• Read Real Japanese - these provide glosses and notes on the translation process rather than full translations - there is a short story collection and an essays collection - page samples from Kyasurin

  • Breaking Into Japanese Literature - provides word breakdowns as well as a translation - features seven full short stories - focused on classic Japanese literature, so the language can be slightly dated

See also Wasabi, a fantastic shadowing resource summarised under ‘Free Online Resources’ below, and also Reajer.

Satori Reader

Satori Reader is an online collection of articles and stories in Japanese. It’s a subscription service but there are a decent number of articles available free, so you can try it out extensively without paying.

You can filter how it displays kanji and furigana depending on all sorts of factors, including your WK level, and hover over literally anything to get more information. Definitions and translations are written especially, so rather than getting a generic dictionary definition you get something tailored for the specific context. Every article is also recorded, for bonus listening practice.

It has an integrated SRS for learning new words you come across, but this is poorly executed imo (you flip the card and self-assess rather than inputting and will see EN>JP in the same session as JP>EN) so I personally wouldn’t bother :see_no_evil:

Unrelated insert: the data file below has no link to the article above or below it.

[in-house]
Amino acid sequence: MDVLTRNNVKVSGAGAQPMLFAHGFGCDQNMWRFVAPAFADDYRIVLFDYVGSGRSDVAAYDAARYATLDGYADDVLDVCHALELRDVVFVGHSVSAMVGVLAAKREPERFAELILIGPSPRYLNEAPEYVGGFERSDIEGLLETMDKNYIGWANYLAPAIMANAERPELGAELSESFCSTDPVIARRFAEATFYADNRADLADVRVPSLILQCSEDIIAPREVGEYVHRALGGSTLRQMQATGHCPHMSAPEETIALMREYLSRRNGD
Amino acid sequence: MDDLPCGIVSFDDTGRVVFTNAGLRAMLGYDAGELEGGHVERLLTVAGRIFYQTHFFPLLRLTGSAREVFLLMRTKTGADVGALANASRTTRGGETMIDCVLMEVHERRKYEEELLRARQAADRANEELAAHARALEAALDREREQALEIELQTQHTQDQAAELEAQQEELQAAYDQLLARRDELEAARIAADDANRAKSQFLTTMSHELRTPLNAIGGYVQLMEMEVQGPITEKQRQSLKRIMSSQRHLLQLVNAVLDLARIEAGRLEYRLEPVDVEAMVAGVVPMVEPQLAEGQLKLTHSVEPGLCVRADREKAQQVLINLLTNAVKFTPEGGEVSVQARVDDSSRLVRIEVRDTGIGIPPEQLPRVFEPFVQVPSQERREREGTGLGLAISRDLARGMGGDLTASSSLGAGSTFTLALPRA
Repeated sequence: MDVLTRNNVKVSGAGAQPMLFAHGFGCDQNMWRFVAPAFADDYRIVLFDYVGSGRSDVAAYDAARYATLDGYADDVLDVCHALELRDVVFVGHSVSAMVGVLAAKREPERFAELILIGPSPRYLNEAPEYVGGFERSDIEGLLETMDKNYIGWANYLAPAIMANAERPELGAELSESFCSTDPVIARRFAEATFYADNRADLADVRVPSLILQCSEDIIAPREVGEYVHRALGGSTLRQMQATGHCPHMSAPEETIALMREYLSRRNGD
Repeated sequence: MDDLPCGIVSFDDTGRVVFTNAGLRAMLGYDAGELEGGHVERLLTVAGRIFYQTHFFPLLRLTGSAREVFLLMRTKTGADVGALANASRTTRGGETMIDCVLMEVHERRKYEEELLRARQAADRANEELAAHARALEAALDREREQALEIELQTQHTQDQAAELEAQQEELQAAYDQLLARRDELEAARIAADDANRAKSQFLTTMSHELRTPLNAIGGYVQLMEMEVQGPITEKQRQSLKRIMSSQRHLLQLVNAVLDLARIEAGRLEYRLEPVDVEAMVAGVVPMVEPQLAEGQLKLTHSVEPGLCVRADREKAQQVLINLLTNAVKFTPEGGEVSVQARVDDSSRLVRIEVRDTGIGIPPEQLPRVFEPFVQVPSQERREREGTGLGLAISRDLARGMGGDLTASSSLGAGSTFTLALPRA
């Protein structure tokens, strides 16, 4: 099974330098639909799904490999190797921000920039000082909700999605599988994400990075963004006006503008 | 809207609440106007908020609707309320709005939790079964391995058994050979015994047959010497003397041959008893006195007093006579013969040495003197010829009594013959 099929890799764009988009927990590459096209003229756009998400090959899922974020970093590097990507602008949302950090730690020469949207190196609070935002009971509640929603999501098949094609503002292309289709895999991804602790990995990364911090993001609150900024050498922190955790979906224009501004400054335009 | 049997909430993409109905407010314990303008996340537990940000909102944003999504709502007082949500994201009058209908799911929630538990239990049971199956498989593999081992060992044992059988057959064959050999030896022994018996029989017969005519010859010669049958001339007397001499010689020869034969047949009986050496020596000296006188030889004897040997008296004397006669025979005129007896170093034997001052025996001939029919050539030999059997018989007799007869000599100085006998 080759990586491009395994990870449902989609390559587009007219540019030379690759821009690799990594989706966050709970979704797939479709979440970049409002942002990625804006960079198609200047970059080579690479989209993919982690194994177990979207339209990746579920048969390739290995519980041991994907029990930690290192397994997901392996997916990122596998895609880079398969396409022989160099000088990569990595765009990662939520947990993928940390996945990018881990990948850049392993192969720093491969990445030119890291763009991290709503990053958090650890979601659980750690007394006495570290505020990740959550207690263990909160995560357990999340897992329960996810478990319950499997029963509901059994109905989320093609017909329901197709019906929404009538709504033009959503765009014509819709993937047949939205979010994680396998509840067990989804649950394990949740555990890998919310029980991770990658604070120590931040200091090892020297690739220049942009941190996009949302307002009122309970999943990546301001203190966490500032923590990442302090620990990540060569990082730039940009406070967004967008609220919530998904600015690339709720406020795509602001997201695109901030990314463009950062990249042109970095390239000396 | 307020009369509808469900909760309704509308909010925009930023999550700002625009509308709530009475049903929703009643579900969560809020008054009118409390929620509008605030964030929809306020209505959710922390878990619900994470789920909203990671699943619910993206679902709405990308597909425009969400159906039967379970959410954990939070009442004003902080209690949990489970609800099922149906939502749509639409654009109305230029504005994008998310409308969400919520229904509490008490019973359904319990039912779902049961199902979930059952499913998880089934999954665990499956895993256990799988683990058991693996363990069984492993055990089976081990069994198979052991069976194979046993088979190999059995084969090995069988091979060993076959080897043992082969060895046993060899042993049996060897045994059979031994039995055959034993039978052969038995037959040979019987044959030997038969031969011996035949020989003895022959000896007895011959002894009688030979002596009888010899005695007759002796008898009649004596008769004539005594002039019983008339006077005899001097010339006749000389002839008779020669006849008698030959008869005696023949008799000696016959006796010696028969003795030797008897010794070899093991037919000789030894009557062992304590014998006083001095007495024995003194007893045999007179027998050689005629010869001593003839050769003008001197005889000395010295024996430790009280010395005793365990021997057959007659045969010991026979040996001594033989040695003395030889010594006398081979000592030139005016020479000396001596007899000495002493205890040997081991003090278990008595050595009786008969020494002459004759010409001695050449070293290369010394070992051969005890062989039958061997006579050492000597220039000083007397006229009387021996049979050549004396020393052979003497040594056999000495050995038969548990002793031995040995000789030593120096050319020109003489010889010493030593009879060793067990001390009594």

Free Online Resources

Wasabi - programme of shadowing lessons

Wasabi have produced this set of five stories as a listening / reading / shadowing resource, completely for free. They recommend following the ‘read-aloud’ method as detailed in the linked article.

Each story is broken up into parts, and the audio files are provided at two different speeds for you to choose between, plus versions with pauses for you to repeat back. Not only that, they provide an English translation and a vocabulary table of some key words.

Tadoku - free Graded Readers

Tadoku actually has a set of Graded Readers available online for free. These don’t have the high production quality of the paid sets, but given how expensive Graded Readers usually are there’s a decent selection and you can even download them as PDFs to use online or print.

EhonNavi - free library of children’s books